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Can I use an interpreter to administer an oath?

Can a Virginia Notary administer an oath or affirmation to a signer who does not speak the same language as the Notary? Could a translator be used during the oath or affirmation? — C.W., Virginia

Virginia law does not address using interpreters. However, it is not a professional practice to do so. 

Guiding Principle III-C-4 of The Notary Public Code of Professional Responsibility states, “The Notary shall not perform a notarial act if the principal or witness identifying the principal, if any, cannot directly communicate with the Notary in the same language, regardless of the presence of a third-party interpreter or translator, unless authorized by law.”

Hotline answers are based on the laws in the state where the question originated and may not reflect the laws of other states. If in doubt, always refer to your own state statutes. – The Editors

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Add your comment

Jamie Liggins

02 Mar 2022

I agree that it is not professional practice to use an interpreter. Being that I am fluent in American Sign Language and the law allows for a deaf person to have an Interpreter, I believe one should have direct communication with his signer. With a deaf person, communication in written form is recommended; if one does not know ASL or their Sign Language I.e. French Sign (FSL)or Spanish Sign Language(LSM),etc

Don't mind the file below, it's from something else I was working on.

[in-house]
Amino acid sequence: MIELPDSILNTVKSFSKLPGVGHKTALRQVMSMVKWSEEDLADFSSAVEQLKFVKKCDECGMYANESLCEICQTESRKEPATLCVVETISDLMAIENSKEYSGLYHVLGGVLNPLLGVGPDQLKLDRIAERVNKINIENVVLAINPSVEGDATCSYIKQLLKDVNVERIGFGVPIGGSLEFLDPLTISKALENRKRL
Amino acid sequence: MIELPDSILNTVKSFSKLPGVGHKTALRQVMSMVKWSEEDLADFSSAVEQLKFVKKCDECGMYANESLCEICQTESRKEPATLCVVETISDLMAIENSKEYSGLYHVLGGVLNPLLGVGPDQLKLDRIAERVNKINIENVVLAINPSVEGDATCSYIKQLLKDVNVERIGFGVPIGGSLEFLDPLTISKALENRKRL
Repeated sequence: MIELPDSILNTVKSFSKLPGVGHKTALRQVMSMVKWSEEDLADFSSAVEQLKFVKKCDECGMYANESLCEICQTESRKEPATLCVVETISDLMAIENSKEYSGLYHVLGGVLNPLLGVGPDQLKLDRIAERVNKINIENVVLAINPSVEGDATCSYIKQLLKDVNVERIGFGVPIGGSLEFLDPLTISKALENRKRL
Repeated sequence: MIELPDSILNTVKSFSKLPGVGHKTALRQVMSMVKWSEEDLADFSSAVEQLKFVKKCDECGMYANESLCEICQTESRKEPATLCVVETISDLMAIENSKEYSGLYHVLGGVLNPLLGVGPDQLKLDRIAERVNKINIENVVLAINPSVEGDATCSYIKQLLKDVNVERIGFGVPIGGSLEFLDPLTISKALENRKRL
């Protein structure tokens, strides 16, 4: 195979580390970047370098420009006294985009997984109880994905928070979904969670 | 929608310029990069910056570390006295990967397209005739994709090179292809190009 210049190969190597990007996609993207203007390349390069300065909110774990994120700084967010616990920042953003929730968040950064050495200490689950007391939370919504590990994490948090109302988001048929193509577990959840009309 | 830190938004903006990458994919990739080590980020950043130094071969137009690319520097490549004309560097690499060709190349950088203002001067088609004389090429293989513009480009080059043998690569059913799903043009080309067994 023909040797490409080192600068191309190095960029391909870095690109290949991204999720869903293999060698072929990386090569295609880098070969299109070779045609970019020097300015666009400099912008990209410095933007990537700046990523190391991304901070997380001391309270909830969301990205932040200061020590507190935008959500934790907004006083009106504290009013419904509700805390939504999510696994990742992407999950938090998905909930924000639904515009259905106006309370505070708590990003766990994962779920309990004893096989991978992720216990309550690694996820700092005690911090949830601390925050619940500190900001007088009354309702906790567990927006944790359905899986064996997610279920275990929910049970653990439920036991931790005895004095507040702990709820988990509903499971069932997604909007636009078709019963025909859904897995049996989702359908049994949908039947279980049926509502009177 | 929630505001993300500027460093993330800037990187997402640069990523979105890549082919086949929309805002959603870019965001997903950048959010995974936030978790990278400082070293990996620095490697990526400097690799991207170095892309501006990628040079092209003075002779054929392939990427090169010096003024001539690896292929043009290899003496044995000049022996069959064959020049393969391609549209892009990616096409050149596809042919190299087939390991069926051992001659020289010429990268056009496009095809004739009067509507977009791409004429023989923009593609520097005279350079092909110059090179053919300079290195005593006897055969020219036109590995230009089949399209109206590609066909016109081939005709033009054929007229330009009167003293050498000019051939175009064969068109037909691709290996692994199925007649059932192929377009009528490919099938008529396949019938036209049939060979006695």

07 Mar 2022

It would be nice to know the appropriate response for all states, What about TEXAS?

National Notary Association

22 Apr 2022

The State of Texas does not have a law or regulation regarding Notaries Public using translators. As a best practice it is best not to use an interpreter during a notarization.

Linda Wagner

08 Mar 2022

Thank you. I work at a school where we have deaf students and interpreters, but had wondered about notarizing for them. I know sign but am not fluent but trust the interpreters. This helped.

23 Sep 2022

How about in Florida? There is a form/affidavit where the interpreter must swear to having knowledge in both languages to serve as interpreter for a notarization.

National Notary Association

26 Sep 2022

“A notary public may not take the acknowledgment of a person who does not speak or understand the English language, unless the nature and effect of the instrument to be notarized is translated into a language which the person does understand” (FS 117.107[6]).


20 Dec 2022

You constantly address "signing" but never just giving an oath for testimony. In Virginia, it is common practice to swear an interpreter in to translate accurately whatever the languages are and then you swear the witness in through the interpreter. This is done in court. Court reporters are sworn in by clerks of the court to transcribe accurately to the best of their ability. When are you going to start covering such topics other than signings?

National Notary Association

21 Dec 2022

Hello. You can find more information on administering verbal oaths and affirmations here: This article has information on swearing in a witness for a deposition:

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